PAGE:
January 15, 2011
Nevada's Online State News Journal
[George Wharton James, The Indians of Lake Tahoe, from The lake of the sky, Lake Tahoe, in the high Sierras of California and Nevada (1915)]
THE INDIANS OF LAKE TAHOE
SINCE Lake Tahoe was the natural habitat of one of the most deliciously edible fishes found in the world, the Indians of the region were bound, very early in their history here, to settle upon its shores. These were the Paiutis and the Washoes. The former, however, ranging further east in Nevada, were always regarded as interlopers by the latter if they came too near to the Lake, and there are legends current of several great struggles in which many lives were lost, where the Washoes battled with the Paiutis to keep them from this favored locality.
Prior to the coming of the emigrant bands in the early 'forties of the last century, the only white men the Indians ever saw were occasional trappers who wandered into the new and strange land. Then, the beautiful Indian name, soft and limpid as an Indian maiden's eyes, was Wasiu —not the harsh, Anglicized, Washoe. Their range seemed to be from Washoe and Carson valleys on the east in winter, up to Tahoe and over the Sierras for fishing and hunting in the summer. They never ventured far westward, as the Monos and other mountain tribes claimed the mountain regions for their acorns and the game (deer, etc.), which abounded there.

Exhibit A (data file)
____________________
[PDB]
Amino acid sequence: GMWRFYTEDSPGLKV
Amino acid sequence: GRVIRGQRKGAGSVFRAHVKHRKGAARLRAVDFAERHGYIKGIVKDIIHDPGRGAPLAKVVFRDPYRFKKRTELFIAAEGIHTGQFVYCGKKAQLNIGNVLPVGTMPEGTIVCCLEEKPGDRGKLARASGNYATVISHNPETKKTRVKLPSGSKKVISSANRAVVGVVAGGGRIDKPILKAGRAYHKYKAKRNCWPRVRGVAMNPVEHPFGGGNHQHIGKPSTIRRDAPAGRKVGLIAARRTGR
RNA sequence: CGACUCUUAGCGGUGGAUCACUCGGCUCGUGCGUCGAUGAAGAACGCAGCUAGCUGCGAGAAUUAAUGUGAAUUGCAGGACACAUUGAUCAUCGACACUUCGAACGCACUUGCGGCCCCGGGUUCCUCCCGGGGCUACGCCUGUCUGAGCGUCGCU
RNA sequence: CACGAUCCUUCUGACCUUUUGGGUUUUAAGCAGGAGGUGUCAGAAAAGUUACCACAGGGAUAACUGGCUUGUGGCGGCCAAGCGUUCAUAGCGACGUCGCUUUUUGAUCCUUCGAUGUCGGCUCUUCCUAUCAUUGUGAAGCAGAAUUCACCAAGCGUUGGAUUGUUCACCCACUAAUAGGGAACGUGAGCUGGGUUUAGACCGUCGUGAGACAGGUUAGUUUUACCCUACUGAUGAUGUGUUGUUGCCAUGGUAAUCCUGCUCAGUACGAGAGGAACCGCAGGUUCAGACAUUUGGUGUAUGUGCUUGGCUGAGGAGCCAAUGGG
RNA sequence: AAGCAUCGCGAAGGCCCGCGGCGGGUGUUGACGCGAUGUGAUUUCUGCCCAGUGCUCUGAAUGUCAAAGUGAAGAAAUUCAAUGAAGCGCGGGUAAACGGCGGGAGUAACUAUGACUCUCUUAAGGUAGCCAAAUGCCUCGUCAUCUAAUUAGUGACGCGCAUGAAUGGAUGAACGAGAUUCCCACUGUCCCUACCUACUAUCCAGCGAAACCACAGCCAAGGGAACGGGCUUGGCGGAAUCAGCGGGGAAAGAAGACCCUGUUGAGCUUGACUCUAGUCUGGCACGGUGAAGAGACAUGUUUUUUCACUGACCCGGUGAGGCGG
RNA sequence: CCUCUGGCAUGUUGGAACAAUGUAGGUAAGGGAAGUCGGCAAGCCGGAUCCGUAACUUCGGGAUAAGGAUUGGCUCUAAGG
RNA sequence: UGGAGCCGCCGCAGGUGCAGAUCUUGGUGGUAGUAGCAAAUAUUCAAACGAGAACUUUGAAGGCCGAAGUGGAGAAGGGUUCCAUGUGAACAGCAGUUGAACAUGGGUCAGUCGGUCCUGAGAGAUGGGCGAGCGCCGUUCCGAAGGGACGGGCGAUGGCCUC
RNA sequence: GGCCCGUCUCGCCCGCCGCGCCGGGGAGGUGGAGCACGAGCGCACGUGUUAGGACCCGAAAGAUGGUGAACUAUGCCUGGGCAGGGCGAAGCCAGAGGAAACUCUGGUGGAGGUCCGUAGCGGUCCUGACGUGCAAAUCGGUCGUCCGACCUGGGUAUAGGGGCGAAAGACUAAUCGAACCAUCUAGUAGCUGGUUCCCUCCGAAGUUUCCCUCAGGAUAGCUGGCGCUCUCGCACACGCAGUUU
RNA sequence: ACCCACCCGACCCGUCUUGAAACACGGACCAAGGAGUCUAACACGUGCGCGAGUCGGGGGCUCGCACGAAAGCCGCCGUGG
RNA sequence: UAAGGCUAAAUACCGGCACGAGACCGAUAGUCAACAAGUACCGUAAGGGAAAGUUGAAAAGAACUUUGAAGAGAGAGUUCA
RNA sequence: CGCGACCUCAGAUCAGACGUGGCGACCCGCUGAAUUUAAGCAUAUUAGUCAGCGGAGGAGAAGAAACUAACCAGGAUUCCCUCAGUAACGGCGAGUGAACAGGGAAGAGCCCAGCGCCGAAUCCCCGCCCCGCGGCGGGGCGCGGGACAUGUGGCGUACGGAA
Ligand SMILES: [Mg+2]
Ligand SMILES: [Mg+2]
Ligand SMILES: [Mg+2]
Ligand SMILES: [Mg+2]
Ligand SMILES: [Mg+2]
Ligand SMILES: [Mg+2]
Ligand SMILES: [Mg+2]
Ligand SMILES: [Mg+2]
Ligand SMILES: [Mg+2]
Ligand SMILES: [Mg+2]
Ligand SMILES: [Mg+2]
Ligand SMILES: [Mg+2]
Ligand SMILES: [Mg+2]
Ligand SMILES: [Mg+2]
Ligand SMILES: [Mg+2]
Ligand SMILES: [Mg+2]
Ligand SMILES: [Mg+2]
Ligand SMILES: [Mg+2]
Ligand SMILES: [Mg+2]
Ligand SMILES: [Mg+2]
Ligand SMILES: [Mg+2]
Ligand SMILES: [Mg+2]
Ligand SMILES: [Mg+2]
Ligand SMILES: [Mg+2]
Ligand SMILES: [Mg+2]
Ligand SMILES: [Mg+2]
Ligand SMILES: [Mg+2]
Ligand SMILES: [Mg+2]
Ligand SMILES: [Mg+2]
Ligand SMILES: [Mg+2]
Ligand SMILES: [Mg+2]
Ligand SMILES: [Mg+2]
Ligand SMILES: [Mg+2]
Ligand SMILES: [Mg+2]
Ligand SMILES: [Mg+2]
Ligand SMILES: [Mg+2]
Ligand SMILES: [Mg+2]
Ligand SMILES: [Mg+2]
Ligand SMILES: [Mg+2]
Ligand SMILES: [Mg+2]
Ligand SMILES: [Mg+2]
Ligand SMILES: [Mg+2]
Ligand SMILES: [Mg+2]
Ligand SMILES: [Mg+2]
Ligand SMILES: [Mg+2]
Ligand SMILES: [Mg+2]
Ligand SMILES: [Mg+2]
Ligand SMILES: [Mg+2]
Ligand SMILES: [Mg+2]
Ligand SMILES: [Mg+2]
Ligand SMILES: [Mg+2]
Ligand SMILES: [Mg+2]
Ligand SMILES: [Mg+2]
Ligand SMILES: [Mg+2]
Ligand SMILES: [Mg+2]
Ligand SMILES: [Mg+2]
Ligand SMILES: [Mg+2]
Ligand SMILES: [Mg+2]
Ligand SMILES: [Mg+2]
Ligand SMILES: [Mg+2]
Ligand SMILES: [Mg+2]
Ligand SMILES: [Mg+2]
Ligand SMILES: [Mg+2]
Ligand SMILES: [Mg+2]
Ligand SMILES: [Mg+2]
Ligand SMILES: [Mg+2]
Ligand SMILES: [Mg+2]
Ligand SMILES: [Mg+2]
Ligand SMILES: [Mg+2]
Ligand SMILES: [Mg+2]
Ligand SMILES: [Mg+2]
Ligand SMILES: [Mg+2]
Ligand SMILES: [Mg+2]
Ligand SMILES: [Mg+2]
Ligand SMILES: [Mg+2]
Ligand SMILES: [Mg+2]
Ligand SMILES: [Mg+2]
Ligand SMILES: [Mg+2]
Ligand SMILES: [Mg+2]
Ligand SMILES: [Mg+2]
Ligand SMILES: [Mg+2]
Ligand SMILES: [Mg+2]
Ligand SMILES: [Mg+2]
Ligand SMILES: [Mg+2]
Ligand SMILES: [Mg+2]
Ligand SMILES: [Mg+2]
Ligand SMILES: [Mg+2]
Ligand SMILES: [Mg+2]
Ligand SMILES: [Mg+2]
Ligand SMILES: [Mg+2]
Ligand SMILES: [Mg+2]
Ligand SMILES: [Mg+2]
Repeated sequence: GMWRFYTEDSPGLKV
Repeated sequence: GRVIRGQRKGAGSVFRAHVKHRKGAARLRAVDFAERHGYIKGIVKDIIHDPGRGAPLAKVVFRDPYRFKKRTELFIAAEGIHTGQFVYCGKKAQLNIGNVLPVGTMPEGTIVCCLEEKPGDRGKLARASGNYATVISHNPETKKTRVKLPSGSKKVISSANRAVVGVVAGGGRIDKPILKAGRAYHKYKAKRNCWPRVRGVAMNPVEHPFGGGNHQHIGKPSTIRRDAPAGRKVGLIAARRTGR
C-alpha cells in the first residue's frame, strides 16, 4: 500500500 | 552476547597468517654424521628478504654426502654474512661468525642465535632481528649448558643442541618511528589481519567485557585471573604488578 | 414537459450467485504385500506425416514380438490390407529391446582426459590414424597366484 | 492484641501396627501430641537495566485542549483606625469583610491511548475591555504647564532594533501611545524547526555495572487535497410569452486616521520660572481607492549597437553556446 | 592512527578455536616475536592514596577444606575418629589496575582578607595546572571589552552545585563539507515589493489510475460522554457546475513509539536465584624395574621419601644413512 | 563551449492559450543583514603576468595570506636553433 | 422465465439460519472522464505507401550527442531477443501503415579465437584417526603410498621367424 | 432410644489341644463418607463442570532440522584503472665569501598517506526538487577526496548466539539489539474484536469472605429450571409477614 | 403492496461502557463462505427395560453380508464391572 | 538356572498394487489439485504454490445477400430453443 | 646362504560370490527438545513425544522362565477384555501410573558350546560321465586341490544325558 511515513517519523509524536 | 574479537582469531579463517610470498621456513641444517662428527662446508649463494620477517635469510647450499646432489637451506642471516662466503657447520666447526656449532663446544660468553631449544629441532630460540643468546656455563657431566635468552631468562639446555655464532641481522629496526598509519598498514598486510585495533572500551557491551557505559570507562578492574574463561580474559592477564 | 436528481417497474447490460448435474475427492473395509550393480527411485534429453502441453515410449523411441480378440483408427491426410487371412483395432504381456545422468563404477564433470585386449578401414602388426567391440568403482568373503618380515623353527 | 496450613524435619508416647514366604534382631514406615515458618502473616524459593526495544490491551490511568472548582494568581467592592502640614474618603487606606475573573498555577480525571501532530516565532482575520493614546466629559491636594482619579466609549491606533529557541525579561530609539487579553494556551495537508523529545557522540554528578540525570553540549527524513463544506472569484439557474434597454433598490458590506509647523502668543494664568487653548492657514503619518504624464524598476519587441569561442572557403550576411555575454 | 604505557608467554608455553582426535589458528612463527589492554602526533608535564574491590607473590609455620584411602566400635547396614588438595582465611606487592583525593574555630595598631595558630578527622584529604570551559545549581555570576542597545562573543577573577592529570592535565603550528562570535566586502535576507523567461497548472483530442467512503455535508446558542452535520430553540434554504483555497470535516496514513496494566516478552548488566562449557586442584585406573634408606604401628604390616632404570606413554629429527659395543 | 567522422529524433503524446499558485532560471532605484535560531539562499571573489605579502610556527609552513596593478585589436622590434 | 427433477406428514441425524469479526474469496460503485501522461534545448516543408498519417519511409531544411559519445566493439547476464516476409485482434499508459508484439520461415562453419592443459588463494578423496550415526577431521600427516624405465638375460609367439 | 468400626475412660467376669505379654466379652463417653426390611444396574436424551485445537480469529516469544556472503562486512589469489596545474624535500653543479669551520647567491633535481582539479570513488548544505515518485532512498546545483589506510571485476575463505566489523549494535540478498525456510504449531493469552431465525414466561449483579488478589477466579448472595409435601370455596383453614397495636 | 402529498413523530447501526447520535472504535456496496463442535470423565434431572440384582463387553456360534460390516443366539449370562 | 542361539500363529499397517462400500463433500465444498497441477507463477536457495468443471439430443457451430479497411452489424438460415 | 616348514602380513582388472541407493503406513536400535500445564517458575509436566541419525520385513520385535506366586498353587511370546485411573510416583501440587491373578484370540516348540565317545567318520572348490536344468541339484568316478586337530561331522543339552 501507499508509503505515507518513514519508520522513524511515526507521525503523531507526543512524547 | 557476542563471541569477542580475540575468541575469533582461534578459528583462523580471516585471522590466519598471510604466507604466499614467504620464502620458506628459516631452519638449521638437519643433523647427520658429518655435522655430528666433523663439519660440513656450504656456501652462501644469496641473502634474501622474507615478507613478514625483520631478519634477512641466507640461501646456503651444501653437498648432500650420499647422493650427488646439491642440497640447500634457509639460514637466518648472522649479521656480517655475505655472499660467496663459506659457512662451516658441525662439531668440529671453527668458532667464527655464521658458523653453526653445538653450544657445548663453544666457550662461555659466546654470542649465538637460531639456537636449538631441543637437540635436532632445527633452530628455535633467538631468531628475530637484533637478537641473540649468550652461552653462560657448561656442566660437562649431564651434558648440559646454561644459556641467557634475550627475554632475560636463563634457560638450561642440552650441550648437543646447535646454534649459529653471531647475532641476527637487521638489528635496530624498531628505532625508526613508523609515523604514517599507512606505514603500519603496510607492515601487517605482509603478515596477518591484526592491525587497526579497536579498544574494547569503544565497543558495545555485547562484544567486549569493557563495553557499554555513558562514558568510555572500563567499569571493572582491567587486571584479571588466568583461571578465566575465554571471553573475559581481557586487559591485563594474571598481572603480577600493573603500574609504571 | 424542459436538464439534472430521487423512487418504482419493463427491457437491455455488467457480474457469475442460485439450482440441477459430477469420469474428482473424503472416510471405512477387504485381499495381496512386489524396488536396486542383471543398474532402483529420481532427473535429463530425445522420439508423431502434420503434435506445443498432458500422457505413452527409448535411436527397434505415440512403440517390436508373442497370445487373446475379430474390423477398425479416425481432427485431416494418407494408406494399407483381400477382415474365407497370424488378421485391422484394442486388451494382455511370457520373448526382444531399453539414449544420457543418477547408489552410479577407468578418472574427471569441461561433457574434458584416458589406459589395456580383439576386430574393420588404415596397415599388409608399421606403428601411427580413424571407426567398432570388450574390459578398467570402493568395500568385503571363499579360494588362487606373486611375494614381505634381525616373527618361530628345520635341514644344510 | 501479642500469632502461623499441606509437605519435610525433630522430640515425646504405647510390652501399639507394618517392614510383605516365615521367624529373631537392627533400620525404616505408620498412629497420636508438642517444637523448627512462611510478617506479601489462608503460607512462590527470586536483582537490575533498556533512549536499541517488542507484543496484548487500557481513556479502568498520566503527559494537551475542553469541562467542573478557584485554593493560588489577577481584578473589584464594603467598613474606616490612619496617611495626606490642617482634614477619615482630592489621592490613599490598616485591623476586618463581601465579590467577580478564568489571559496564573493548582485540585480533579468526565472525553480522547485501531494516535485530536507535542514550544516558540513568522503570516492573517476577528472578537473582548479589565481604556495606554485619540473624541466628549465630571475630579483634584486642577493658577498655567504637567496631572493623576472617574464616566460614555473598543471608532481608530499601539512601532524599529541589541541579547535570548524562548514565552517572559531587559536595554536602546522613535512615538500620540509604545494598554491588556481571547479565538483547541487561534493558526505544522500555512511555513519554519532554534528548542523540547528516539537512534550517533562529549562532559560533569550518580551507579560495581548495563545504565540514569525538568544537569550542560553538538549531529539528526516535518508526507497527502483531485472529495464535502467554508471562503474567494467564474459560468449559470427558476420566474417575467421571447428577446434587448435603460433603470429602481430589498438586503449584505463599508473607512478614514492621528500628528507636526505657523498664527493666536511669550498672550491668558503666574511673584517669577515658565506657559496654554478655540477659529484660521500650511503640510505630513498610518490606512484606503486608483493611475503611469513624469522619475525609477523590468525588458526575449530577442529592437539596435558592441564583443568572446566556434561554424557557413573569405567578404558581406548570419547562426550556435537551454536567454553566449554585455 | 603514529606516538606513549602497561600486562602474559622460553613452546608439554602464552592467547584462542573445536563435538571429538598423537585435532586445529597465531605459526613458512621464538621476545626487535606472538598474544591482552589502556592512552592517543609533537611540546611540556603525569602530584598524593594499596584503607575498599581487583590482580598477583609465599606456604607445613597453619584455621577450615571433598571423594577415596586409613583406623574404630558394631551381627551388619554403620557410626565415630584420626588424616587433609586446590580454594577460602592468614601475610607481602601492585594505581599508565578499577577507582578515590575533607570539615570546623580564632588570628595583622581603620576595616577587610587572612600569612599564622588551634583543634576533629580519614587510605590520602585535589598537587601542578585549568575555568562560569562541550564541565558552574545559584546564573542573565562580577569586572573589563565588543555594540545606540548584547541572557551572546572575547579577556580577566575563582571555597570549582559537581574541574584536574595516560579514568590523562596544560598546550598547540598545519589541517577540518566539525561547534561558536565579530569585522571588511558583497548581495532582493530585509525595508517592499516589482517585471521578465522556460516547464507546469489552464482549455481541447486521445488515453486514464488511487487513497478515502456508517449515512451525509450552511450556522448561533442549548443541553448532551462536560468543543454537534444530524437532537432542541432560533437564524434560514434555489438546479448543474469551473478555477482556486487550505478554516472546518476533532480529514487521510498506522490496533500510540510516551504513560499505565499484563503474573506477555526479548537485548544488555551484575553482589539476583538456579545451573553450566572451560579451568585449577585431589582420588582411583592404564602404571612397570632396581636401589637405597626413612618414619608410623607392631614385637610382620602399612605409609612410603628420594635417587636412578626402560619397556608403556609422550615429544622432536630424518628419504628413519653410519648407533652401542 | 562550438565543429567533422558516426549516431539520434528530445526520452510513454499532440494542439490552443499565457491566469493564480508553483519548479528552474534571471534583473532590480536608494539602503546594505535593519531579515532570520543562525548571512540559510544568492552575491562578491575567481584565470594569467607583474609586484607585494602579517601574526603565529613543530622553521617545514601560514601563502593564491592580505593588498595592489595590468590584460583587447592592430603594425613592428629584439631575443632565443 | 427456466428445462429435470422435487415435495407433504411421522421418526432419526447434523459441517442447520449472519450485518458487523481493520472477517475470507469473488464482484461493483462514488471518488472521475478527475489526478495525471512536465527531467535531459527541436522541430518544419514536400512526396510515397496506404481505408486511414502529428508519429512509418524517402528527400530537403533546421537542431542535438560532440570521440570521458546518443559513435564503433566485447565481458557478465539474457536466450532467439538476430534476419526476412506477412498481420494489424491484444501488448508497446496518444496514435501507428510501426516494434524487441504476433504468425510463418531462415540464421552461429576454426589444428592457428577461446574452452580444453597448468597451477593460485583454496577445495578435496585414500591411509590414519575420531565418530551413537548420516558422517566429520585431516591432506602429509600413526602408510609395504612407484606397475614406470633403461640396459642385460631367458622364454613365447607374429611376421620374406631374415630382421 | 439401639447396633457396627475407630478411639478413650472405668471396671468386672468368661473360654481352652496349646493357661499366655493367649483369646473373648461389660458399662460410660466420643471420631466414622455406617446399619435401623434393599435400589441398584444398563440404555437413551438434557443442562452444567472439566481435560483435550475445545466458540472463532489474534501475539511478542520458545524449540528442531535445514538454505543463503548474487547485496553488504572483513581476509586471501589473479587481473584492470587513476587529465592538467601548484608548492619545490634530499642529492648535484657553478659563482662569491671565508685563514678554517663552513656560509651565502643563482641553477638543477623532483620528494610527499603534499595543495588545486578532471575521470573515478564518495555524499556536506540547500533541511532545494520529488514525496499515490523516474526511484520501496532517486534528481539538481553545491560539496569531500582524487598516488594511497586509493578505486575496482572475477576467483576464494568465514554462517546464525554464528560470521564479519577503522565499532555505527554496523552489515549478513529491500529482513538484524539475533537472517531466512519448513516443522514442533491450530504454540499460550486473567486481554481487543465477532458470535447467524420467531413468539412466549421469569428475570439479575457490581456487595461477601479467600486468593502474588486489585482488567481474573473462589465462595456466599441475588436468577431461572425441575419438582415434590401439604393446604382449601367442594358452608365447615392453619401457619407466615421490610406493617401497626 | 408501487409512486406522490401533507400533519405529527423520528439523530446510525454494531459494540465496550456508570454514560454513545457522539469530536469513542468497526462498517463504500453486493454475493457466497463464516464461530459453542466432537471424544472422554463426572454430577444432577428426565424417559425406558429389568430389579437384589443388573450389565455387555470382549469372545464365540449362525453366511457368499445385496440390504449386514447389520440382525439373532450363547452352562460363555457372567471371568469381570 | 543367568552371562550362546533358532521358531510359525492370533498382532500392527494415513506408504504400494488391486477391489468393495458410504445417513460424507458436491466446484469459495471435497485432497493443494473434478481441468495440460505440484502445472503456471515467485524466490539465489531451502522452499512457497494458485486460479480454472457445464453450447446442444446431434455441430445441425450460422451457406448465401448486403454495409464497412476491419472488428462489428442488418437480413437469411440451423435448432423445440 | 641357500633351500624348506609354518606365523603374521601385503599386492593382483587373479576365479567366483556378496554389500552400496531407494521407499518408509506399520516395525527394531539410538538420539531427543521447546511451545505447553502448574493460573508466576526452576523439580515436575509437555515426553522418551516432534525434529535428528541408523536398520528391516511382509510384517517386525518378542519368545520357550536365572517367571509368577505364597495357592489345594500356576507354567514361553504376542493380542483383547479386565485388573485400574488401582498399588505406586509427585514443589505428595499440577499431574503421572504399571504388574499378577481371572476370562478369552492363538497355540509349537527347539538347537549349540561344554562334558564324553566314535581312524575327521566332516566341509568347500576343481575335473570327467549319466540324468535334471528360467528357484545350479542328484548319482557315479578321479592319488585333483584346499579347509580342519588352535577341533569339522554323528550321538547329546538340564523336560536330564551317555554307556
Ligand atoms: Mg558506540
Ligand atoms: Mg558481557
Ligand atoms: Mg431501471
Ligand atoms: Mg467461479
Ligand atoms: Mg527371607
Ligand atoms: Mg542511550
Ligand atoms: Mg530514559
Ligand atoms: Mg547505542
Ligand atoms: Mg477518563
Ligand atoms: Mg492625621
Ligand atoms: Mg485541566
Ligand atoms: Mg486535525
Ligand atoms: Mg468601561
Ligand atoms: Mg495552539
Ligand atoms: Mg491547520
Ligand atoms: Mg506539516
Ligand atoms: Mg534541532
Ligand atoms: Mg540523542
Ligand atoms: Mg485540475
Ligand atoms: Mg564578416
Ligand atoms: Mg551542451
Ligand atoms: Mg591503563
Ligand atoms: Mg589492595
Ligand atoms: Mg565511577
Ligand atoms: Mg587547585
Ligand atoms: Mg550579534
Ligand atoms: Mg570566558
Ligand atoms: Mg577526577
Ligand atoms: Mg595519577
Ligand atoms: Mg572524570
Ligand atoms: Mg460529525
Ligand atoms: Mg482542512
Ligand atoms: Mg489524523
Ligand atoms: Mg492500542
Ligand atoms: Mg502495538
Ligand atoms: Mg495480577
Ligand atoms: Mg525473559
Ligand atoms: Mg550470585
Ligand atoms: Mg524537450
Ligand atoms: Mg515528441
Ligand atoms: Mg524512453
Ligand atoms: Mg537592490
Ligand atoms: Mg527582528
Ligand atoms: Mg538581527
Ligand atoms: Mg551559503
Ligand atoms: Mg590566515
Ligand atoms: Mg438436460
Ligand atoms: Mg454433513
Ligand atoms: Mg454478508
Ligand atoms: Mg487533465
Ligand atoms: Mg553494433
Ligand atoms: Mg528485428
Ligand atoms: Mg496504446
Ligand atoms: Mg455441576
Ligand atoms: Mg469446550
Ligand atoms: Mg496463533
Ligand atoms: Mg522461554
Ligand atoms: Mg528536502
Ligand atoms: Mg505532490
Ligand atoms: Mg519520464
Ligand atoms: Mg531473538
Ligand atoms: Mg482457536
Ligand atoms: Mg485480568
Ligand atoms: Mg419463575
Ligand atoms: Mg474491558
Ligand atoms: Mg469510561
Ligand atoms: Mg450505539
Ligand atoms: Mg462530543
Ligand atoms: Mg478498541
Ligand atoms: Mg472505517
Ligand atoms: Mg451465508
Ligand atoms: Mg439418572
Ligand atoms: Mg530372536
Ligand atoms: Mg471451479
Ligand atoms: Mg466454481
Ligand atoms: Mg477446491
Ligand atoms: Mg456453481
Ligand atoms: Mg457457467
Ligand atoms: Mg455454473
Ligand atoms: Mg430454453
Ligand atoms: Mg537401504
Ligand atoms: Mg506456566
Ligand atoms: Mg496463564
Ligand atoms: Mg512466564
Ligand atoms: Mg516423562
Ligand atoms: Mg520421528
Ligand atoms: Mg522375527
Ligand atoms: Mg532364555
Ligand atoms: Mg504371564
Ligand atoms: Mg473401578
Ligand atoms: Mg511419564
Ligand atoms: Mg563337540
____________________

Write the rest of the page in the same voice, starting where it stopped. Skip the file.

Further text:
While in the early days of the settlements of whites upon their lands the Washoes now and again rose in protest, and a few lives were lost, in the main they have been a
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peaceable and inoffensive tribe. The Paiutis were far more independent and warlike, placing their yoke upon the weaker tribe. Indeed, when I first talked with the older Washoes and Paiutis thirty years ago they were full of stories of big wars between themselves. They showed me rocks near to the present town of Verdi, on the line of the Southern Pacific, on which their ancestors had made certain inscriptions which they interpreted as warnings to the Paiutis not to dare trespass beyond that sign, and the Paiutis had similar notices inscribed upon bowlders near to their boundary lines. As a result of one of their fights the Washoes were forbidden the use of horses, and it is only since the whites have exercised control that the weaker tribe has dared to disregard this prohibition.
To-day they number in the region of six hundred men, women and children. On account of their nomadic habits it is impossible to secure a complete census.